Lots of football fans regularly watch a variety of different football leagues every weekend. I’m not one of those fans. I watch every United game. I attend every home game, in every competition, and as many away games as I can get tickets for. I watch Match of Day when United win, but otherwise, I don’t even watch other Premier League sides. When it comes to foreign football, I’ll watch a bit of La Liga, and that’s about it.

That’s why, when United are linked to players from European leagues, I can’t pass much judgement. United’s absence from the Champions League means I’ve seen even less of the players we are linked to. I’ll make an effort to watch YouTube highlights of those we sign and talk about them with people who know better than me, but it’s only when they pull on a United shirt that I can make a half decent assessment of them.

Zlatan Ibrahimovic is a player I’d seen a bit of over the years and I’d never been overly impressed. That goal against England was incredible and his scoring record was good, but he’d never done it in the Premier League. My opinion largely originated from his performances against us in 2009 when playing for Inter Milan. He looked bang average. Three months before those games, Jose Mourinho, manager of Inter, claimed that Ibra was better than our very own Cristiano Ronaldo.

“Ronaldo is a good player but he is certainly not the best,” he said. “He deserved the Golden Ball award because his team won the Champions League and the Premier League. But, for me, Ibrahimovic is the best.”

In the game at Old Trafford, Zlatan hit the bar from a free header and pulled a shot wide of the far post after getting behind United’s defence.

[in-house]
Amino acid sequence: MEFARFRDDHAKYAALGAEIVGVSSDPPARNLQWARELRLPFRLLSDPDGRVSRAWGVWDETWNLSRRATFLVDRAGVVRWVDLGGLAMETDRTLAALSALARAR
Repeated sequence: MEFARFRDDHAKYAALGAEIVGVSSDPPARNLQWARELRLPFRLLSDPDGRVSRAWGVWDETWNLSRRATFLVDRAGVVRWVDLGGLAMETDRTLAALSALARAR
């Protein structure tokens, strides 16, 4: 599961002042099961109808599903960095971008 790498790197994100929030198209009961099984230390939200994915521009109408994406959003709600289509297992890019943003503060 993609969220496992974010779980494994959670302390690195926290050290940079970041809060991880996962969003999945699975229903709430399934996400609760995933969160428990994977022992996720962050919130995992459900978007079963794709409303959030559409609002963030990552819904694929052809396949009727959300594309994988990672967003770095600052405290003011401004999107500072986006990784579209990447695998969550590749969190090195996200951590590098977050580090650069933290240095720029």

In that same game, Ronaldo won the corner from which our opening goal was scored, before putting United 2-0 ahead. I distinctly remember wondering what all the fuss was about where the Swede was concerned. He certainly wasn’t a superior player to our Ronaldo.

I heard all the quotes attributed to Ibrahimovic, where he claimed he didn’t need to buy his bird a present because she already had Zlatan, and when he told a reporter that he was speaking to God, and I thought he was a bit of a dick. That’s usually how football works. One fan’s wanker is another fan’s hero.

When he signed for United, I was excited. His relationship with Jose Mourinho, our new manager who we believed was set to win us the league, was obviously a huge bonus. It’s funny to reflect now on the numerous people, pundits and rival fans alike, who claimed that Ibrahimovic would struggle in the Premier League.

In 2014, when reflecting on Arsene Wenger’s decision to offer him a trial at Arsenal when he was 16, instead of a contract, Ibrahimovic said: “If I had played in England I would have destroyed it, like I have everywhere else.”

The Swede’s opportunity to destroy the Premier League was sadly denied towards the end of the 2016-17 season. While still in the running for the Golden Boot, having scored two goals in United’s 3-2 win in the EFL Cup final, Ibrahimovic picked up a double cruciate knee injury when landing awkwardly in the dying moments of the Europa League semi-final at Old Trafford.

It was so frustrating. It had been set up perfectly for Ibrahimovic to return to Sweden, play at the home of his national team, and win United another trophy. His injury meant he may never play to a high standard ever again, let alone make the final in May.

Yet the way he behaved that evening in the Friendship Arena made me love him all the more. He charged on to the pitch with his crutches, larking around with his teammates, posing in front of a banner that said he could shag the fan’s wife if he stayed, and making silly faces as he lifted the large trophy with one hand. What a bloke.